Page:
The Magnetosphere is the immense magnetic field that surrounds those celestial objects that have a ferrous liquid outer-core. One such example is the planet Earth, whose magnetic field we are all familiar with.

The field is thought be be caused by the movement of the iron-rich liquid of the outer core. The movement of this liquid forms a magnetic field stretching out up to many hundreds of times the radius of the earth. Because it is the liquid core that produces this, celestial objects such as the Moon do not have a magnetosphere. The Sun also has a magnetosphere. The cause of this is a subject of debate, some claim it has a liquid iron core, others a charged hydrogen/helium core. An argument for the iron model is the fact that the sun is powered on fusion and that Iron is the most stable element.

On Earth, the magnetic field is currently orientated so the magnetic poles are approximately 10° from their geographic counterparts. The field reverses its polarity every few hundred thousand years, something which could prove devestating to our modern, technological world. One theory is that the poles are currently in the process of reversing, which is supported by the fact that their magnetic flux density has been decreasing over the past few thousand years (currently 6×10-5 tesla). Given the long timescale of this process (in human terms, not geological) it is not a problem humans in the near future need to worry about.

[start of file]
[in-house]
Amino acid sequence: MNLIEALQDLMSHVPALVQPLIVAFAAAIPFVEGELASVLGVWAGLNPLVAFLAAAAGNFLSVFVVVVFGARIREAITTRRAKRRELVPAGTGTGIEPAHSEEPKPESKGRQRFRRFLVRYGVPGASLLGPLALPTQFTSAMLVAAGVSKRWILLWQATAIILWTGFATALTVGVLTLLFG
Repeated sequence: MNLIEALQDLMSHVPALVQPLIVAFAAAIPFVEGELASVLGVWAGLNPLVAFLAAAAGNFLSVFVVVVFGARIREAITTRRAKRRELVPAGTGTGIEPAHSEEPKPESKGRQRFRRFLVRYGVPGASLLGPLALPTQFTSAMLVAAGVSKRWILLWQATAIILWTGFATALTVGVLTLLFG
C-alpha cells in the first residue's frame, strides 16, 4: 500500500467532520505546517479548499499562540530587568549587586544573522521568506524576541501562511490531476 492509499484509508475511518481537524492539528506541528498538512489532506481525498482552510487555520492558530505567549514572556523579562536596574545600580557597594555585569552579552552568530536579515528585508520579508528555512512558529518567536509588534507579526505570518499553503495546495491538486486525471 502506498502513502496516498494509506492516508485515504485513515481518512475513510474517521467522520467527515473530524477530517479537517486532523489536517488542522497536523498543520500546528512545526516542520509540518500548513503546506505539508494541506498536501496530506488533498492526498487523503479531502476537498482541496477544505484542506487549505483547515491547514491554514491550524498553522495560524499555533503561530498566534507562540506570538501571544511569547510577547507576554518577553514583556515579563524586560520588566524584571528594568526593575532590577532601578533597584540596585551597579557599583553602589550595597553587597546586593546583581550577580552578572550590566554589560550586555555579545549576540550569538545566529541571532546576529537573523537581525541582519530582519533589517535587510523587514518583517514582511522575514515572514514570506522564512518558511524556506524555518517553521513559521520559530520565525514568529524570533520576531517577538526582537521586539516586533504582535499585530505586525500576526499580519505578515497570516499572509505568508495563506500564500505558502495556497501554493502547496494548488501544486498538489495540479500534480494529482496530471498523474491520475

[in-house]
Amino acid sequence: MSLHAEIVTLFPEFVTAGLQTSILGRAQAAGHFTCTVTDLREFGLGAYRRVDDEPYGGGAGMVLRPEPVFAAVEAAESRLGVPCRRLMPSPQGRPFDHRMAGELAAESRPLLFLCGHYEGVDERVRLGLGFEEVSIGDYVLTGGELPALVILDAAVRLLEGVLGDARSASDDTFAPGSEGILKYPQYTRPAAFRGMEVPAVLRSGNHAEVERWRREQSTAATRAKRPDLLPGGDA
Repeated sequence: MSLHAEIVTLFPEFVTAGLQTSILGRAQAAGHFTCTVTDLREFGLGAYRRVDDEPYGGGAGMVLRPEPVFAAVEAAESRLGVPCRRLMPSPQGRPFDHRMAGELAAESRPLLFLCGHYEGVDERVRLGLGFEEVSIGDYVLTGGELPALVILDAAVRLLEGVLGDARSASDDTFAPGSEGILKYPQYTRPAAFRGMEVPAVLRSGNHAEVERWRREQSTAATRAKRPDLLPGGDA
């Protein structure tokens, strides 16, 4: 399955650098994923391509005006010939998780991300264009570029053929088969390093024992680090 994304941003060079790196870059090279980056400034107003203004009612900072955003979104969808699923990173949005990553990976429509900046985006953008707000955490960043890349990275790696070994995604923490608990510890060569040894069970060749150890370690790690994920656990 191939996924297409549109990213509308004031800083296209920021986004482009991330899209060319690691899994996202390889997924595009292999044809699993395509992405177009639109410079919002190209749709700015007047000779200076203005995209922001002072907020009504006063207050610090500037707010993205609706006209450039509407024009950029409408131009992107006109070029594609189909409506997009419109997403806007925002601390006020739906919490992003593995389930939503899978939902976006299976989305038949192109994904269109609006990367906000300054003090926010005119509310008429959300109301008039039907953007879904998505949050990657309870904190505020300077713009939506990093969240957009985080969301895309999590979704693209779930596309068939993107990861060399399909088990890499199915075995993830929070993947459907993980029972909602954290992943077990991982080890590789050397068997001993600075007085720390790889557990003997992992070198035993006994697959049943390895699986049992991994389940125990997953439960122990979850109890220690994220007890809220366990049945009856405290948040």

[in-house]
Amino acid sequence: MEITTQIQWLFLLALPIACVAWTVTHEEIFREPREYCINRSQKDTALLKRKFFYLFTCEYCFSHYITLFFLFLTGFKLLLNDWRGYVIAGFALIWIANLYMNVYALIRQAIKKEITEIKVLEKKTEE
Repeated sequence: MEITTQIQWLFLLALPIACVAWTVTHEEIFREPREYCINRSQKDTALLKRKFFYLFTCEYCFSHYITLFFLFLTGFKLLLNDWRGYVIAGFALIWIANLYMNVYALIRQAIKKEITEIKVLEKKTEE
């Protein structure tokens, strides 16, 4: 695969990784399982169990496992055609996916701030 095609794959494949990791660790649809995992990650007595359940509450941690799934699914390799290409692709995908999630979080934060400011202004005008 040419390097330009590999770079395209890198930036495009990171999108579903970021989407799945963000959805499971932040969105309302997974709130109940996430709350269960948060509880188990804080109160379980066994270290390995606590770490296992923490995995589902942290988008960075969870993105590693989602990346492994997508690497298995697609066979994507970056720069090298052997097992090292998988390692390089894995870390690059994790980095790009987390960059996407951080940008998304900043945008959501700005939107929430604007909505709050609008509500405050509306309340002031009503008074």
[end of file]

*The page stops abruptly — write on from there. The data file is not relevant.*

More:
The field is partly responsible for the magnificent aurorae (Australis and Borealis) that are visible at the Earth's poles. The other requirement is the solar wind, particles that are ejected from the Sun. As these particles hit the magnetosphere they cause it to deform. Most of these particles are deflected, but some are pulled into the regions around the poles, where they produce a physical reaction with the atmosphere, and give off photons. The reason that the polar lights are around the poles is due to the fact that this is where the deformation of the field creates an area called the magnetopause, where the solar wind can slip through.